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Quantifying song categories in Adelaide’s Warbler (Setophaga adelaidae)

  • Chinthaka D. Kaluthota
  • Orlando J. Medina
  • David M. Logue
Original Article

Abstract

Many migratory wood-warblers in the genus Setophaga divide their song repertoires into two categories. Category B songs are usually sung before dawn, with immediate variety and short latencies between songs, whereas category A songs are sung exclusively after dawn, with eventual variety and longer latencies between songs. Songs in different categories may also differ with respect to their acoustic structure. We used an unsupervised clustering algorithm to identify song categories in Adelaide’s Warbler (Setophaga adelaidae), a year-round territorial species. We identified two categories of song types, the characteristics of which are similar to song categories in other migratory wood-warblers. Clusters were not well separated, suggesting that song categories may not be discrete. Song structures in the two categories were similar, but category B songs were shorter and had fewer notes than category A songs. On average, dyads of males shared more category B songs than category A songs, and were more likely to use category B songs when song type matching other males. The most important song delivery variable for separating clusters was residual average run length (residual values control for covariation with time of day), followed by percent of songs delivered before dawn, residual latency, and percent of songs used as song-type matches. We recommend a scheme based on the first three variables to classify novel song types.

Keywords

Neotropical birds Singing modes Song repertoires Song types Year-round territoriality Wood warbler 

Zusammenfassung

Quantifizierung von Gesangskategorien des Antillenwaldsängers ( Setophaga adelaidae )

Bei vielen ziehenden Waldsängerarten der Gattung Setophaga lassen sich deren Gesangsrepertoires in zwei Kategorien unterteilen. Gesänge der Kategorie B werden üblicherweise vor der Morgendämmerung mit unmittelbarer Abwechslung und kurzen Pausen zwischen den Gesangsstrophen vorgetragen, während Gesänge der Kategorie A ausschließlich nach Tagesanbruch, mit geringerer Abwechslung und längeren Pausen zwischen den einzelnen Strophen vorgetragen werden. Gesänge in den verschiedenen Kategorien können sich außerdem in ihrer akustischen Struktur unterscheiden. Wir verwendeten einen nichtüberwachten Clustering-Algorithmus zur Identifikation der Gesangskategorien des Antillenwaldsängers (Setophaga adelaidae), einer ganzjährig territorialen Art. Wir identifizierten zwei Kategorien von Gesangstypen, deren Charakteristika denen der Gesangskategorien anderer ziehender Waldsänger ähneln. Die Cluster waren nicht deutlich voneinander entfernt, was nahelegt, dass die Gesangskategorien unter Umständen nicht getrennt sind. Die Gesangsstrukturen waren in beiden Kategorien ähnlich, aber Gesänge der Kategorie B waren kürzer und setzten sich aus weniger Tönen zusammen als Gesänge der Kategorie A. Im Durchschnitt teilten Zweiergruppen aus Männchen mehr Gesänge der Kategorie B als der Kategorie A und benutzten mit höherer Wahrscheinlichkeit Gesänge der Kategorie B, wenn sie ihren Gesangstyp an den anderer Männchen anpassten. Die wichtigste Variable für die Auftrennung von Clustern in den Gesängen war das Residuum der durchschnittlichen Länge (Residuenwerte kontrollieren für eine Kovarianz mit der Tageszeit), gefolgt vom Anteil an Gesängen vor Tagesanbruch, Residuen der Gesangspausen, sowie der Anteil an Gesängen, die für die Gesangstypanpassung verwendet wurden. Zur Klassifikation neuer Gesangstypen empfehlen wir ein System, das auf den ersten drei Variablen beruht.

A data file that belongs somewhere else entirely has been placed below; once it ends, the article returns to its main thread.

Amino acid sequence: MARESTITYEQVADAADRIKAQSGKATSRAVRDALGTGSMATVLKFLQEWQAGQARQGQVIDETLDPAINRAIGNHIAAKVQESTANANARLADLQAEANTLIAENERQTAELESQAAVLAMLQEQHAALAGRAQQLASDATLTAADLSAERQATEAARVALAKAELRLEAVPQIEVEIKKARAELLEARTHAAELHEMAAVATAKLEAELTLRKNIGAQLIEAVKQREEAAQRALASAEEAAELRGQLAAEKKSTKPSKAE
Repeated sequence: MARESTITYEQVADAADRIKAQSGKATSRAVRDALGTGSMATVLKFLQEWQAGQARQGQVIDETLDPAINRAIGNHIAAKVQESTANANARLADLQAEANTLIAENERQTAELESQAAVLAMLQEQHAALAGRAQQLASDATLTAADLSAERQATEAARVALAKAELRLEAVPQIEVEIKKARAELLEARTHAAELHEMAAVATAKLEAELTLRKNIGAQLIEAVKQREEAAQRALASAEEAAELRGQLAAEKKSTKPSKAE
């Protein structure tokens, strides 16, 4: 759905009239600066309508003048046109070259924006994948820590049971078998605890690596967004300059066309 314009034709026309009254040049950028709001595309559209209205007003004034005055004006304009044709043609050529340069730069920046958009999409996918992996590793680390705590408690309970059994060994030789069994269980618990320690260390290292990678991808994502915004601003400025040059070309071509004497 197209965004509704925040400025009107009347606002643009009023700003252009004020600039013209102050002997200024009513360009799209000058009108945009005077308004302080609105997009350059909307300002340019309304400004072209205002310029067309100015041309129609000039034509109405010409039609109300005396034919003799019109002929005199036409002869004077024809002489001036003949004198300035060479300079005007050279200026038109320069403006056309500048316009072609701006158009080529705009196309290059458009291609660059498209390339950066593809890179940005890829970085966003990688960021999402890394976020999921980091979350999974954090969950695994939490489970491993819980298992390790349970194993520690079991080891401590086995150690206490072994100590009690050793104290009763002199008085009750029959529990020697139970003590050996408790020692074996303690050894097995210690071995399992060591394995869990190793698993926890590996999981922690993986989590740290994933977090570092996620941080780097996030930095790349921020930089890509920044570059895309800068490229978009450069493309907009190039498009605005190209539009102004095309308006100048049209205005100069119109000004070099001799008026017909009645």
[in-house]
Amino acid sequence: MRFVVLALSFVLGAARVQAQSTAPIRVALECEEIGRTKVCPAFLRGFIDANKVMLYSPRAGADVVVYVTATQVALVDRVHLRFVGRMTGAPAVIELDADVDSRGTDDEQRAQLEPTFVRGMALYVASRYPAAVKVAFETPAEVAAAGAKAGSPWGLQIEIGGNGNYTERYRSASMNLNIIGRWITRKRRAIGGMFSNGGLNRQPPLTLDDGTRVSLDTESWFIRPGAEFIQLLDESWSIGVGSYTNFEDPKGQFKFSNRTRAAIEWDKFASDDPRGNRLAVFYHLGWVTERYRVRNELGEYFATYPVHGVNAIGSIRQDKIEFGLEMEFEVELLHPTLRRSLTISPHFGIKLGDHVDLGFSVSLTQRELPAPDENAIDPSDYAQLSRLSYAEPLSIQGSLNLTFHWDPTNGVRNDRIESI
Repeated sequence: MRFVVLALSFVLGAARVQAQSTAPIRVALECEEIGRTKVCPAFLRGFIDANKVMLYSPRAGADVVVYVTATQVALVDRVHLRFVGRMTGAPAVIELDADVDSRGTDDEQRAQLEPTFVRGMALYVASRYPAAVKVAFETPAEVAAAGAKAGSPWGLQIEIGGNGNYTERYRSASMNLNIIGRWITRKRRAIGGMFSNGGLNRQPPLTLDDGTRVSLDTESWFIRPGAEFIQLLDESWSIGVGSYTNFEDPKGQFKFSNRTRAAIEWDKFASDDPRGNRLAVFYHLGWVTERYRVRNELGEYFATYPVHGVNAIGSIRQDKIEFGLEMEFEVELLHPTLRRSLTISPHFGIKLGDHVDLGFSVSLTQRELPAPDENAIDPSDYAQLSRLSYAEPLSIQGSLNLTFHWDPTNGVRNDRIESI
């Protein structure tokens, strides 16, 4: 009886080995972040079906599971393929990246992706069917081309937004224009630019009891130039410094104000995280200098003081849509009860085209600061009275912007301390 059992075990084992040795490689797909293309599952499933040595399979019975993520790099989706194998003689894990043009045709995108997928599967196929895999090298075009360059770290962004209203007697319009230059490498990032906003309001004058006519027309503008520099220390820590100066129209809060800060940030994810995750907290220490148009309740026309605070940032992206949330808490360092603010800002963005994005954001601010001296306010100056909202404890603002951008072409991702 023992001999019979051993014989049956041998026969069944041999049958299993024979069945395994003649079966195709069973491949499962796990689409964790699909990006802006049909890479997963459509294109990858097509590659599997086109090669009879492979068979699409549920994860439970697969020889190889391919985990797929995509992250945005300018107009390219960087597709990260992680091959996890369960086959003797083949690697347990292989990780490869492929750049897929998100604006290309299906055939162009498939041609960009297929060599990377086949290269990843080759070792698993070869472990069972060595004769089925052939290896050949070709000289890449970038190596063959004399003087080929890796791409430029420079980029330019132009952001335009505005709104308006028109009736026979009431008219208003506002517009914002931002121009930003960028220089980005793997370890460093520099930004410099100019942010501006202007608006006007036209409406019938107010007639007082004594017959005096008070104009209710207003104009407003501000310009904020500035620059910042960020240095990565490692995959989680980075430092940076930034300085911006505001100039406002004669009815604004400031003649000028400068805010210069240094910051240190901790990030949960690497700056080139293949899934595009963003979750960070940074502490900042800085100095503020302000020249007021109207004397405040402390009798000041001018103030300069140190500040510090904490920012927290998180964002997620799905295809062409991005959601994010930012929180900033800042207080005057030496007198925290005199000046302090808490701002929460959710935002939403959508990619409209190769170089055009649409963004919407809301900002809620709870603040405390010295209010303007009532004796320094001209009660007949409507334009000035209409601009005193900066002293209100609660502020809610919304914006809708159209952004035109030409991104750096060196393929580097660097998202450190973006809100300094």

Notes

Acknowledgements

We are grateful to P. Sánchez-Jaureguí, F. L. Tarazona, J. Illanas, K. Medina, and A. Lamela for helping with data scoring. We also thank B. Parker, T. Shlakoff, C. Logue, J. Báez, R. Irizarry, and A. García who processed song recordings, and J. McClure who measured FEX. P. Linhart, D. Spector, and an anonymous referee offered valuable comments on an earlier version of this manuscript. This research was funded in part by a Discovery Grant from the Natural Sciences and Engineering Research Council of Canada (RGPIN-2015-06553) to D. M. L. The US Fish and Wildlife Service granted permission to work at the Cabo Rojo Wildlife Refuge (permit 2012-01). Protocols were approved by the Institutional Animal Care and Use Committee at the University of Puerto Rico, Mayagüez (permit 2010 09 17).

Compliance with ethical standards

Conflict of interest

The authors declare that they have no conflict of interests.

Supplementary material

10336_2018_1623_MOESM1_ESM.pdf (256 kb)
Supplementary material 1 (PDF 255 kb)

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Copyright information

© Deutsche Ornithologen-Gesellschaft e.V. 2019

Authors and Affiliations

  1. 1.Behaviour and Evolution Research Group, Department of PsychologyUniversity of LethbridgeLethbridgeCanada
  2. 2.Cabo Rojo National Wildlife RefugeUS Fish and Wildlife ServiceBoquerón, Cabo RojoUSA
  3. 3.Departamento de BiologíaUniversidad de Puerto RicoMayagüezUSA

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